For example, we all have heard “there’s a way victim’s walk, or hold their head, or (….) that clues abusers in that they are a good target”.

First,

and I want to scream this at the top of my lungs,

NO ONE SHOULD EVER. BE. A. TARGET. 

It doesn’t flipping matter if PersonX walks around with a real sign that says, “I let people abuse me”, PersonX should not get abused.  PersonX should not be a target.  PersonX should feel and be safe.  End of story.  Even if the sign has shiny flashy lights with arrows.

No one should be a target.

Think about that for a minute.  If PersonX has poor self-esteem, (and that shows through their posture), there are people out there who are compelled to hurt PersonX because of it.  Abusers look for people who already feel inferior, then Abusers humiliate them, isolate them, manipulate their emotions, make them feel crazy, makes others think they’re crazy. 

And instead of denouncing the Abuser, instead of stopping the Abuser from finding and hurting others, the general population looks at PersonX and says, “hold your head up more, walk straighter so abusers won’t target you”.  Everything gets shifted over to PersonX.

Why are people so afraid of Abusers that they can’t stand up to them?  I stood alone in trying to get people to see see John Goosen as an abuser.  The other people in Mozambique were so afraid to stand up to him.  He needed to work. He needed his space.  It wasn’t good what he did, but he’s sorry.  He needs medication.

Not a single person, other than myself, looked at him and called him out.  Not one person actually stood up to him, except me.     

It has been enlightening to say the least, to realize every single person I’ve discussed abusive situations with has given ways to change PersonX.

Ex:   “I’d try to get them alone to tell them I could help them if they leave the abuser.”

“Abuser has a (…) problem.  PersonX needs to be more understanding.  I mean get away, but then they need to worry about themselves, not Abuser.  Good riddance, they can deal with themselves”

“If you just tell them to leave, they say ‘it’s only one time’, or ‘Abuser loves me’.  You have to give them little examples how to leave without really saying they need to.”

“I don’t understand why PersonX would go back after that.  PersonX needs to get their head examined.”

Not a single person suggested that the Abuser needs to change. 

The Abuser straight up thought, “Hey PersonX looks (insert adjective of choice ie, lonely, sad, etc.).  If I make them a little less (adjective) they’ll take any shit I dish out.”  “If you feel bad, I want to make you feel worse.”  “And I’m going to make you and everyone else think it’s your fault.”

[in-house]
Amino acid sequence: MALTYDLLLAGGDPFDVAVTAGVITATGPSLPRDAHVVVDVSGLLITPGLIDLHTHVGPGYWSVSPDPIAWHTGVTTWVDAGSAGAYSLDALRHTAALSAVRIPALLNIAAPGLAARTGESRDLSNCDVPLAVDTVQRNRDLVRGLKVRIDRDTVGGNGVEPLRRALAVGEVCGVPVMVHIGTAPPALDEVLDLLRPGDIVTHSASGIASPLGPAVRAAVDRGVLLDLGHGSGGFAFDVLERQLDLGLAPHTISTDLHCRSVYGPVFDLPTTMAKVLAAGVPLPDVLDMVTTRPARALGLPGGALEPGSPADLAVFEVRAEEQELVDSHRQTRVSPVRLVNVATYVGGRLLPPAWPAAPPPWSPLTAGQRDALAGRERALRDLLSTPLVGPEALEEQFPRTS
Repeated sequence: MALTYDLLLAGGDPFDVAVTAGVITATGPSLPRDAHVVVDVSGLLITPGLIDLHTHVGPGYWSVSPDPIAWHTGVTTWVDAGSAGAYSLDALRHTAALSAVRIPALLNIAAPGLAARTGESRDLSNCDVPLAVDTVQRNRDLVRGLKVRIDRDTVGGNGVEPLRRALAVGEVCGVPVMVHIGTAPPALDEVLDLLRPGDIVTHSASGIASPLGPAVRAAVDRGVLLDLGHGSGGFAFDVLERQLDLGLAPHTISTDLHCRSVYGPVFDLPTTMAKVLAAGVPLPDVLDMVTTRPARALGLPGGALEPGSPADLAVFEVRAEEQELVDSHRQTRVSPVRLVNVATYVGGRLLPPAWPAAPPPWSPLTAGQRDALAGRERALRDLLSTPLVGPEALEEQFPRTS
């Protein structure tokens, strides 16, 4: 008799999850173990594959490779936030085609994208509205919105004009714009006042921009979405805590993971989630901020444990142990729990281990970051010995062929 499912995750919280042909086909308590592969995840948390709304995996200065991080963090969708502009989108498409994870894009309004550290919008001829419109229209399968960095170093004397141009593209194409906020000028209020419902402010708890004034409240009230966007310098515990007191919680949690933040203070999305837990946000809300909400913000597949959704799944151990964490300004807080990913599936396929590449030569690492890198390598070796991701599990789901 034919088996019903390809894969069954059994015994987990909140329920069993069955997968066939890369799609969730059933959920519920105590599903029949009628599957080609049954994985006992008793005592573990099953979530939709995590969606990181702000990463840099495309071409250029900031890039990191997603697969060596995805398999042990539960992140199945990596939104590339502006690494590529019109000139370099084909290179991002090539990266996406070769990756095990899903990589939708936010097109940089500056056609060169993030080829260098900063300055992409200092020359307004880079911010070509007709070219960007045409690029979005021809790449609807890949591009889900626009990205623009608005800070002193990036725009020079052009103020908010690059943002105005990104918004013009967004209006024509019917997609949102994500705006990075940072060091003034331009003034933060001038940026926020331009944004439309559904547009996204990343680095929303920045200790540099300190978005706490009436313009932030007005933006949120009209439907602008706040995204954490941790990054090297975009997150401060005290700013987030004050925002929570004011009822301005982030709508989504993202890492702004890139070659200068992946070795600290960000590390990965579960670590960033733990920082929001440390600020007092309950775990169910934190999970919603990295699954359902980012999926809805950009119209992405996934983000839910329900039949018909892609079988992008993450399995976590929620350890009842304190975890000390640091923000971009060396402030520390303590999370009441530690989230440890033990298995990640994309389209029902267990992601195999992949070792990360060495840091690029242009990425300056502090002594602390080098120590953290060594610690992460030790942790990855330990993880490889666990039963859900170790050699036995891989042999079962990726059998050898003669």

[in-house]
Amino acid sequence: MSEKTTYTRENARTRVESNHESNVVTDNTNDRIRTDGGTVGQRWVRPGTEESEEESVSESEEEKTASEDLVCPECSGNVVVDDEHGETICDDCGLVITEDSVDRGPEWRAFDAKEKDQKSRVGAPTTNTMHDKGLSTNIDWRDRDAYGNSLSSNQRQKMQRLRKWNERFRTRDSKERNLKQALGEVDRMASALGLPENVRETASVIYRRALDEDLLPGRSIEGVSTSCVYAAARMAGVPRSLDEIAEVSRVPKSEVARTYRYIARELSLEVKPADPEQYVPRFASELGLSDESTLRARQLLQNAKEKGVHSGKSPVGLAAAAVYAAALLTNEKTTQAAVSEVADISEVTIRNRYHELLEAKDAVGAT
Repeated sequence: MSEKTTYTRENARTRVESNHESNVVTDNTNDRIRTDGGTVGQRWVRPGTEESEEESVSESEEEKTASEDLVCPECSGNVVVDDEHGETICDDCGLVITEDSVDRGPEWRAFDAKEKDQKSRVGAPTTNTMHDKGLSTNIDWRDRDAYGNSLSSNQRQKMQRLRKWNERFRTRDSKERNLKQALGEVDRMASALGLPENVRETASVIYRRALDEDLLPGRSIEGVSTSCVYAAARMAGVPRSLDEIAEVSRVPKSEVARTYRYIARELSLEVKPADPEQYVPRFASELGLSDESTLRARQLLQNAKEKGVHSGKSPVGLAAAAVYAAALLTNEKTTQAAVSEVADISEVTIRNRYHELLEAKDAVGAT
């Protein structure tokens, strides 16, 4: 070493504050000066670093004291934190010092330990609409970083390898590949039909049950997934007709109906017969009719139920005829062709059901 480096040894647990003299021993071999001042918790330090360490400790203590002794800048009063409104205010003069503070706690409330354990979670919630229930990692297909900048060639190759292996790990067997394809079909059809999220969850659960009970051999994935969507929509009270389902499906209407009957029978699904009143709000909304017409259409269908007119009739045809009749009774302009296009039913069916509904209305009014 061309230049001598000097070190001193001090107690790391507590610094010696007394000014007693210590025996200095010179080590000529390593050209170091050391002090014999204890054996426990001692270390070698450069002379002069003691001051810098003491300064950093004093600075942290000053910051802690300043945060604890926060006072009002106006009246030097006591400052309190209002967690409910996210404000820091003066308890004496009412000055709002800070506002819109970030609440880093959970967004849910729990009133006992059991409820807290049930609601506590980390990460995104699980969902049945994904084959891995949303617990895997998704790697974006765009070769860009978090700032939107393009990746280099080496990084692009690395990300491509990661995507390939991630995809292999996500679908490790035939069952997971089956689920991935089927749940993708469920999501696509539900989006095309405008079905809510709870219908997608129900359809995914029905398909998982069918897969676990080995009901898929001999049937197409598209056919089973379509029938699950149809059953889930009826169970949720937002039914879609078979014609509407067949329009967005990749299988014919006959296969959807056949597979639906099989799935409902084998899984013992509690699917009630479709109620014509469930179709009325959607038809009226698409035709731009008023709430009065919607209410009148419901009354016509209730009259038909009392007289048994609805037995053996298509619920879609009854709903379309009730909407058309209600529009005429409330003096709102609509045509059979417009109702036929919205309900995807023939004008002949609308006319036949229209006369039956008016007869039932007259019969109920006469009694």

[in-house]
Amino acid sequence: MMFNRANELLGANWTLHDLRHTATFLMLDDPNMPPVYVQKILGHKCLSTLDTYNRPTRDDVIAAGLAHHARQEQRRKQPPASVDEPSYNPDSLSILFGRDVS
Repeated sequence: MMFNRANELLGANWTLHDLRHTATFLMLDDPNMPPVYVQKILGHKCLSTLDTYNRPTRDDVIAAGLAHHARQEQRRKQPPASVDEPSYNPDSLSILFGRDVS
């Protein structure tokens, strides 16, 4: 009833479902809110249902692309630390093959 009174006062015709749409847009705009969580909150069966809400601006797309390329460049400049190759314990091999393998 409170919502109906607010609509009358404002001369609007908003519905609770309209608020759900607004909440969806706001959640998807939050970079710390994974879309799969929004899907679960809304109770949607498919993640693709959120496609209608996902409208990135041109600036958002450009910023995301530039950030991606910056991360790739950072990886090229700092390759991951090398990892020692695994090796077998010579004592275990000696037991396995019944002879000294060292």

And everybody else thinks, “PersonX should’ve made themselves look less like a victim.”

This is what abusers do.  They work the whole scenario from the beginning.  From the initial lure to the end, everything and everyone in their environment is part of the set up to get off scott-free.

Our True Colors

I think we are so entrenched, as a general population, in generations upon generations of dysfunctional families, war torn memories, secrets, and lies that we don’t even know how to see the first red flags anymore.  Abusers have done such a trick on the mainstream psyche that when we finally see the red flags, we all point fingers at the victims.

But how can we stop the abuse from happening if we start at the end?

What do you think? 

As you’ve heard/ read my and other stories, how many times have you asked the ‘questions of change’ to the victim rather than the abuser? 

How can we change that scenario?  How can we really stop abuse if we don’t change it?

 

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You need consent to touch me

You need consent to touch me

Let’s talk about a more round meaning to a new buzz word: Consent

Disclaimer:        Absolutely all of this post is about adults. I am not even going to venture into the world of children with this post; not parent/child, child/ child, adult/child. This post is about adult/adult behaviors, and more specifically about violence against women.

I hear consent being used a lot these days, and for good reason.

Consent is agreement or permission to do something, for something to happen or be done or to allow something to happen.

But it’s becoming a very squared off version of a much rounder word. I’m finding that consent is being squared off into a meaning that solely relates to sex. And it’s being narrowed down more and more into that, as we try to define what is and is not considered consensual sex.

Giving / receiving consent for sex is SUPER MEGA AMAZINGLY IMPORTANT CRUCIAL and UNDENIABLE. I am not saying it isn’t.

What I am saying is that isn’t *all* consent means.

Consent over what happens to my body should not stop at my lady parts. My WHOLE body needs consent to be touched in any way, at all times.

It’s my body.